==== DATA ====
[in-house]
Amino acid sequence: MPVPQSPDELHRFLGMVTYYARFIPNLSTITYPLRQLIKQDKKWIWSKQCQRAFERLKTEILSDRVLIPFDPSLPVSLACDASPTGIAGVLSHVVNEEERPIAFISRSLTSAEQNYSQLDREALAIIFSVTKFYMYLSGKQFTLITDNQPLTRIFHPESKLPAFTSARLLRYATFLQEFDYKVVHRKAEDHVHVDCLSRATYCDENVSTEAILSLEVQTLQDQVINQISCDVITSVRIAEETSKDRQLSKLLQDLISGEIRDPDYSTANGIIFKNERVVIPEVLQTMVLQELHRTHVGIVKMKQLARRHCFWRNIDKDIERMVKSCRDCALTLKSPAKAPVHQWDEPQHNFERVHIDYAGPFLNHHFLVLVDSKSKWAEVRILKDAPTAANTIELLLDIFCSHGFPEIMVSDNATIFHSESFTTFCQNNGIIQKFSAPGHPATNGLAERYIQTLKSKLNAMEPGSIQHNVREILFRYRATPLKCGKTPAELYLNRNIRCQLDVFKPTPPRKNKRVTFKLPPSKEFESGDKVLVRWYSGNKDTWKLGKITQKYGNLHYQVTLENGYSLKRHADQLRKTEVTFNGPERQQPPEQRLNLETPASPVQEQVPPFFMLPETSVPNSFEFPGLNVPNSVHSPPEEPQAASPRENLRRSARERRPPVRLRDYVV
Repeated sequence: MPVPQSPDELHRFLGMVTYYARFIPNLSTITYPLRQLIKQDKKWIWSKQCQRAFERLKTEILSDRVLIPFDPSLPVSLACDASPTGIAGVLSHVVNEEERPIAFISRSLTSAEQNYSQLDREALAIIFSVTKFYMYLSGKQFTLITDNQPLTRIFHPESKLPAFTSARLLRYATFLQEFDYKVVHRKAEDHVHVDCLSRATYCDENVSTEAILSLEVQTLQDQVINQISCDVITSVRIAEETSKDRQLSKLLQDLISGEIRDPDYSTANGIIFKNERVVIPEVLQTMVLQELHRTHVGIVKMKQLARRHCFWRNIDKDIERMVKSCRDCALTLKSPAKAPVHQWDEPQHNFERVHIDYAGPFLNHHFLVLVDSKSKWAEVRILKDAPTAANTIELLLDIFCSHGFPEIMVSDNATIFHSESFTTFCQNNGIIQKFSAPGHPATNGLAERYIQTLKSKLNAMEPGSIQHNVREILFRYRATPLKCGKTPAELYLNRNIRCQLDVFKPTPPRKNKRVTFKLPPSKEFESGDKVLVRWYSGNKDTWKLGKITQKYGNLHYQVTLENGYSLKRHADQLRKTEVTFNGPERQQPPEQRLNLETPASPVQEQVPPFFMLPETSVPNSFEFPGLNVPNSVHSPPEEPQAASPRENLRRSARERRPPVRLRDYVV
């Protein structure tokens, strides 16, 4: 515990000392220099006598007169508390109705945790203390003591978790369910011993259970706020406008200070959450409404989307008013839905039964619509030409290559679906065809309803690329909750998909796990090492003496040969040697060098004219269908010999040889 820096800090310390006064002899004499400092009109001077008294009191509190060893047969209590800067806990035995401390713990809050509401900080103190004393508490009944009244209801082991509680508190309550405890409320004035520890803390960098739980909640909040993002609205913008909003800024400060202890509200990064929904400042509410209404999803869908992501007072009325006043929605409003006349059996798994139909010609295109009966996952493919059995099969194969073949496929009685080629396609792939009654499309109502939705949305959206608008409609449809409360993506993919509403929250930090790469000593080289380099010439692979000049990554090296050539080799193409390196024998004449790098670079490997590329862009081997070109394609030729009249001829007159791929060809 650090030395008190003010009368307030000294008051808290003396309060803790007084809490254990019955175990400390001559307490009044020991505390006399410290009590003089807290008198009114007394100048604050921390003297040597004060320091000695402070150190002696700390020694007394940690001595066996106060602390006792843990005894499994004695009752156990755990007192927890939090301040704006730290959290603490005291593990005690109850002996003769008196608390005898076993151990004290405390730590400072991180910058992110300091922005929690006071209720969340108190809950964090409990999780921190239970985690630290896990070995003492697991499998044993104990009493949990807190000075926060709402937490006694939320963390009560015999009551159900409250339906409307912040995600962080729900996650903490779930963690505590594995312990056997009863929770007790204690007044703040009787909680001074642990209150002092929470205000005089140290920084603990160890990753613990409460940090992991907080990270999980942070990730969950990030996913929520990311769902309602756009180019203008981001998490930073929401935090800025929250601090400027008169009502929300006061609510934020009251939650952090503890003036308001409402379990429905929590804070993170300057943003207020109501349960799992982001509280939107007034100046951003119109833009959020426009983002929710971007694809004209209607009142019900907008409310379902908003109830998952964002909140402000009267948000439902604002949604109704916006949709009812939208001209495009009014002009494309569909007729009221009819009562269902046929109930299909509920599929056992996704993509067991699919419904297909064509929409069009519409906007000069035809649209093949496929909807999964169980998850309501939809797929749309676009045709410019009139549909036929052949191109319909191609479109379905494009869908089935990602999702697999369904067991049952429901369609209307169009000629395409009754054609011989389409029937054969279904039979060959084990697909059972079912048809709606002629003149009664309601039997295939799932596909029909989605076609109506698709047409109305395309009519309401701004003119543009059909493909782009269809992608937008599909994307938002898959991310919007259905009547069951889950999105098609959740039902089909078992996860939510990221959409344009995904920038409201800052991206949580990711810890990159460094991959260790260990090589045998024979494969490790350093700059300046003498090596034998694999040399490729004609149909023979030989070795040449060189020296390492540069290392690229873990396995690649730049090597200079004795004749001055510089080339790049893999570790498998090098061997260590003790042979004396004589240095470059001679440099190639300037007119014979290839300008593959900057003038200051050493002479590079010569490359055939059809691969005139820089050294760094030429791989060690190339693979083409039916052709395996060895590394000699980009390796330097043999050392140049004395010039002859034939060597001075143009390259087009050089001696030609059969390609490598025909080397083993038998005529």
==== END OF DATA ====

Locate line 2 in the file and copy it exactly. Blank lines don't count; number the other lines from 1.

Amino acid sequence: MPVPQSPDELHRFLGMVTYYARFIPNLSTITYPLRQLIKQDKKWIWSKQCQRAFERLKTEILSDRVLIPFDPSLPVSLACDASPTGIAGVLSHVVNEEERPIAFISRSLTSAEQNYSQLDREALAIIFSVTKFYMYLSGKQFTLITDNQPLTRIFHPESKLPAFTSARLLRYATFLQEFDYKVVHRKAEDHVHVDCLSRATYCDENVSTEAILSLEVQTLQDQVINQISCDVITSVRIAEETSKDRQLSKLLQDLISGEIRDPDYSTANGIIFKNERVVIPEVLQTMVLQELHRTHVGIVKMKQLARRHCFWRNIDKDIERMVKSCRDCALTLKSPAKAPVHQWDEPQHNFERVHIDYAGPFLNHHFLVLVDSKSKWAEVRILKDAPTAANTIELLLDIFCSHGFPEIMVSDNATIFHSESFTTFCQNNGIIQKFSAPGHPATNGLAERYIQTLKSKLNAMEPGSIQHNVREILFRYRATPLKCGKTPAELYLNRNIRCQLDVFKPTPPRKNKRVTFKLPPSKEFESGDKVLVRWYSGNKDTWKLGKITQKYGNLHYQVTLENGYSLKRHADQLRKTEVTFNGPERQQPPEQRLNLETPASPVQEQVPPFFMLPETSVPNSFEFPGLNVPNSVHSPPEEPQAASPRENLRRSARERRPPVRLRDYVV